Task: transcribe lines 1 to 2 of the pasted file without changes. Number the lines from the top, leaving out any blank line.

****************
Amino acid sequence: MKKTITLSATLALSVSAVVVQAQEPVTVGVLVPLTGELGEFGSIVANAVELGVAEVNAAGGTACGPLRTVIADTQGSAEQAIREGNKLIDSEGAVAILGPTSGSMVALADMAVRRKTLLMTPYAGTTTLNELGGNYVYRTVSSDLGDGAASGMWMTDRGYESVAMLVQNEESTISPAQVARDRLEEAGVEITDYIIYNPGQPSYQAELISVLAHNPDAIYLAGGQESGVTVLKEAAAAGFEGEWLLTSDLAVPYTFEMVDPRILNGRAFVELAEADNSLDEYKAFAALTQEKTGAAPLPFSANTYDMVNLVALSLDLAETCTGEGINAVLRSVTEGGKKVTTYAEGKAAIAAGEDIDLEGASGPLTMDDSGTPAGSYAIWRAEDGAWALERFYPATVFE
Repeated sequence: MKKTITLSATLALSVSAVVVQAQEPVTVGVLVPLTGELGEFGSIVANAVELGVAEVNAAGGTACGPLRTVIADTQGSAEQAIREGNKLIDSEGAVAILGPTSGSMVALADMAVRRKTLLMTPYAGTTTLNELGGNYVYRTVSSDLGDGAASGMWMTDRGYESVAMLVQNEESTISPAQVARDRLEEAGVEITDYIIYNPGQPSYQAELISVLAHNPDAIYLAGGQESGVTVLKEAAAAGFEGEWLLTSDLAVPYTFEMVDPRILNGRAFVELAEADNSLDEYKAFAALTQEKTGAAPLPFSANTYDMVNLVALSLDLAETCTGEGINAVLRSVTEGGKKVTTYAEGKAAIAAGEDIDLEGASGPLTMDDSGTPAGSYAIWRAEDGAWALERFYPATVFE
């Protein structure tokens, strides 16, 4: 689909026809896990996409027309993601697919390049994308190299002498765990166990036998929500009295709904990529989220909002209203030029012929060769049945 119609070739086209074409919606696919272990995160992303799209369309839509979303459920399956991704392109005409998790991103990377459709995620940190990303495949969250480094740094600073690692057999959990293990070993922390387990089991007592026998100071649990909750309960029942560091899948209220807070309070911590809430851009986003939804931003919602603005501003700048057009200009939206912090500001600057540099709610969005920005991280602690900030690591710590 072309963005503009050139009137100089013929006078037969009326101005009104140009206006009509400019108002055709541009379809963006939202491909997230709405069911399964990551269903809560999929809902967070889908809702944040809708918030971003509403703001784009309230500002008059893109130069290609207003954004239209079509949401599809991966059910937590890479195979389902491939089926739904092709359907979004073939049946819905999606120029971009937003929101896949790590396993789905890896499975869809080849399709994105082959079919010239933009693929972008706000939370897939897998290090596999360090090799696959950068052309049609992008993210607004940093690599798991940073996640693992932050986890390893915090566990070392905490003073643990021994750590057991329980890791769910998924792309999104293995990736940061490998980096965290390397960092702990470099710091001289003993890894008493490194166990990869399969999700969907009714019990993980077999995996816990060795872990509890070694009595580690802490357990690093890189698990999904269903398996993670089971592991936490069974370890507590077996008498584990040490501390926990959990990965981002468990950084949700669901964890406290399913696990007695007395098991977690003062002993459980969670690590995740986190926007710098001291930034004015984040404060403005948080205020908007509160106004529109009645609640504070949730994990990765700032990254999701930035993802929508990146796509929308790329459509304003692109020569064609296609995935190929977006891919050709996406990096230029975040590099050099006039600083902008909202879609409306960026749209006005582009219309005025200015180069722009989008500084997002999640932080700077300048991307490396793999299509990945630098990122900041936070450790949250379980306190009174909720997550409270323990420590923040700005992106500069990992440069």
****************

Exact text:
Amino acid sequence: MKKTITLSATLALSVSAVVVQAQEPVTVGVLVPLTGELGEFGSIVANAVELGVAEVNAAGGTACGPLRTVIADTQGSAEQAIREGNKLIDSEGAVAILGPTSGSMVALADMAVRRKTLLMTPYAGTTTLNELGGNYVYRTVSSDLGDGAASGMWMTDRGYESVAMLVQNEESTISPAQVARDRLEEAGVEITDYIIYNPGQPSYQAELISVLAHNPDAIYLAGGQESGVTVLKEAAAAGFEGEWLLTSDLAVPYTFEMVDPRILNGRAFVELAEADNSLDEYKAFAALTQEKTGAAPLPFSANTYDMVNLVALSLDLAETCTGEGINAVLRSVTEGGKKVTTYAEGKAAIAAGEDIDLEGASGPLTMDDSGTPAGSYAIWRAEDGAWALERFYPATVFE
Repeated sequence: MKKTITLSATLALSVSAVVVQAQEPVTVGVLVPLTGELGEFGSIVANAVELGVAEVNAAGGTACGPLRTVIADTQGSAEQAIREGNKLIDSEGAVAILGPTSGSMVALADMAVRRKTLLMTPYAGTTTLNELGGNYVYRTVSSDLGDGAASGMWMTDRGYESVAMLVQNEESTISPAQVARDRLEEAGVEITDYIIYNPGQPSYQAELISVLAHNPDAIYLAGGQESGVTVLKEAAAAGFEGEWLLTSDLAVPYTFEMVDPRILNGRAFVELAEADNSLDEYKAFAALTQEKTGAAPLPFSANTYDMVNLVALSLDLAETCTGEGINAVLRSVTEGGKKVTTYAEGKAAIAAGEDIDLEGASGPLTMDDSGTPAGSYAIWRAEDGAWALERFYPATVFE